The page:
The steep increase in beds in the pipeline-the market currently has as many as 50,000-has resulted in a lot of speculation about oversupply and impending distress in the student housing market from the media to Wall Street investors. While much of the ramp-up reflects the industry recovering following a slow period of production, concerns are building in select markets.
“It [oversupply] is preventable, but it does exist,” acknowledged Campus Apartments President and CEO David J. Adelman during the conference kickoff panel.
During an investment outlook panel, Peter Stelian, managing principal with Blue Vista Capital Management, said, “We’re definitely concerned about Fayetteville, Arkansas. We’ve definitely seen the complete absence of underwriting discipline on both the debt and equity side. San Antonio and College Station [in Texas] also-there’s just a lot of new supply coming in, and it’s really challenging.”
Bob Clark, president of Peak Campus Management, LLC, added, “From our vantage point, Charlotte is going to struggle. University of Arkansas in Fayetteville, and, I think, Minneapolis is taking on a whole bunch of new supply again this year. On our watch list is Oxford, Mississippi. And then University of Southern California, where there is a big project that added a little under 2,000 beds in 2012-2013 and will do the same for the year ahead.”
Other student housing executives pointed to the areas around Clemson University, Florida State University, Georgia Southern University and the University of North Carolina at Greensboro as having potential oversupply issues.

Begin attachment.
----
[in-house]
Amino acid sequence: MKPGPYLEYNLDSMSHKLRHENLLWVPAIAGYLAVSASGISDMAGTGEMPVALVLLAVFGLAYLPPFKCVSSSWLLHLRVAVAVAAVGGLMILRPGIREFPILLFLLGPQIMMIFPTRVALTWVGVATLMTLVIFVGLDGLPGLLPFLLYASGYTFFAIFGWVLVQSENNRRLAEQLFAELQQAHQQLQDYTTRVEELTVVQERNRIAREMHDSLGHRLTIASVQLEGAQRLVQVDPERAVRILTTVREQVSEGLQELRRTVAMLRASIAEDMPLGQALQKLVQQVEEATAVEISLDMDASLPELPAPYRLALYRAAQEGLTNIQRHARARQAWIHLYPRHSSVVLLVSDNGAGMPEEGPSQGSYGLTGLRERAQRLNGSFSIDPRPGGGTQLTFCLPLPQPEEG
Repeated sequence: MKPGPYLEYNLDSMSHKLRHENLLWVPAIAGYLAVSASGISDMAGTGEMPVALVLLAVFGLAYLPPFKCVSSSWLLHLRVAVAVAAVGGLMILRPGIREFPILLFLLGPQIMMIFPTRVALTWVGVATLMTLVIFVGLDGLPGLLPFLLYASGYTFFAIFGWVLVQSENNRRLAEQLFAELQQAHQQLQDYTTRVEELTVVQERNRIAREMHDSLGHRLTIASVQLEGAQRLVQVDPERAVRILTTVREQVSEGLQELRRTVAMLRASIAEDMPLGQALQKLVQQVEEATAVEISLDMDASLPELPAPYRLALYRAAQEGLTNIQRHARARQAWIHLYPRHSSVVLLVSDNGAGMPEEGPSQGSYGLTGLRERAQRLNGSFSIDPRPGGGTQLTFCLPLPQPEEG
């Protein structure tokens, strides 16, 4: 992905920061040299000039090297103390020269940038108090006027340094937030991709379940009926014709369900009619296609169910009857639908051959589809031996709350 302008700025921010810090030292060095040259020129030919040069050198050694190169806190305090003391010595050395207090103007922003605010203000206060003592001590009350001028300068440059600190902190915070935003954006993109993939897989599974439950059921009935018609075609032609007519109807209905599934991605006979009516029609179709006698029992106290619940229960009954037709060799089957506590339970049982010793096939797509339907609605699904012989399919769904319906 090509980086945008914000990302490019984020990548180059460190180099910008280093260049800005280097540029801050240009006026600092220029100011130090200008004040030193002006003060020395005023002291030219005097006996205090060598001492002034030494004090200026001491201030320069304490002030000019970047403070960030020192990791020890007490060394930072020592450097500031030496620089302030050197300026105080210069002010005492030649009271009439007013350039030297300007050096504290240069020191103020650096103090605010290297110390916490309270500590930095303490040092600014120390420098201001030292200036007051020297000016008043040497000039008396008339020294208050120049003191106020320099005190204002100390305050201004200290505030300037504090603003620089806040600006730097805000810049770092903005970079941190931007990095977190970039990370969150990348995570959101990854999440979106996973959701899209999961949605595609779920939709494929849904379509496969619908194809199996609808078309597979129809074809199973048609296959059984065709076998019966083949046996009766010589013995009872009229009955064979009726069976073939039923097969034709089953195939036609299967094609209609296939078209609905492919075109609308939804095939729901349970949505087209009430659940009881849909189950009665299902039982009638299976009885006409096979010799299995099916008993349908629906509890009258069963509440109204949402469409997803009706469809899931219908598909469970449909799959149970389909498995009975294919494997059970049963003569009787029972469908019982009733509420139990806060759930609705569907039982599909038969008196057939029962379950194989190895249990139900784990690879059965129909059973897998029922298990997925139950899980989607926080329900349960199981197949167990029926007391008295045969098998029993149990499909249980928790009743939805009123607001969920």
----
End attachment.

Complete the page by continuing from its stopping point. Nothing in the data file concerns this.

However, for ACC’s Bill Bayless, the headlines are masking an underlying shift. “What’s happening today is modernization of product,” he said during a CEO panel with Campus Apartments’ David J. Adelman, EdR’s Randy Churchey, Campus Crest Communities’ Ted Rollins and The Collier Companies’ Nathan S. Collier. “The product that is being pushed out of the marketplace is the product that should be pushed out. Where we tend to see oversupply is ... where you have too many people going for that upper echelon of pricing. You tend to see oversupply at high price points, but, over time, that’s to replace older product that should be taken out of the equation.”
Collier, principal and chairman of The Collier Companies, said, “It’s a lot easier to overbuild in a smaller market than a first-tier university.”
Despite pockets of potential oversupply, most executives felt confident that underlying demand could support the higher level of production. During another panel discussion, one executive pointed to the fact that most college campuses typically house just 30 percent of their students, leaving the remaining 70 percent looking for quality housing. Furthermore, some executives expressed more concern over the rising number of developments experiencing opening delays, leaving companies scrambling to meet their commitments to house students.
Donna Preiss, founder and CEO of The Preiss Company, said, “There’s a lot of conversation on all the new development and whether it’s overbuilt. [But] 25 to 30 percent of the new deliveries didn’t deliver on time. And that’s a big uh-oh. It all comes down to execution.”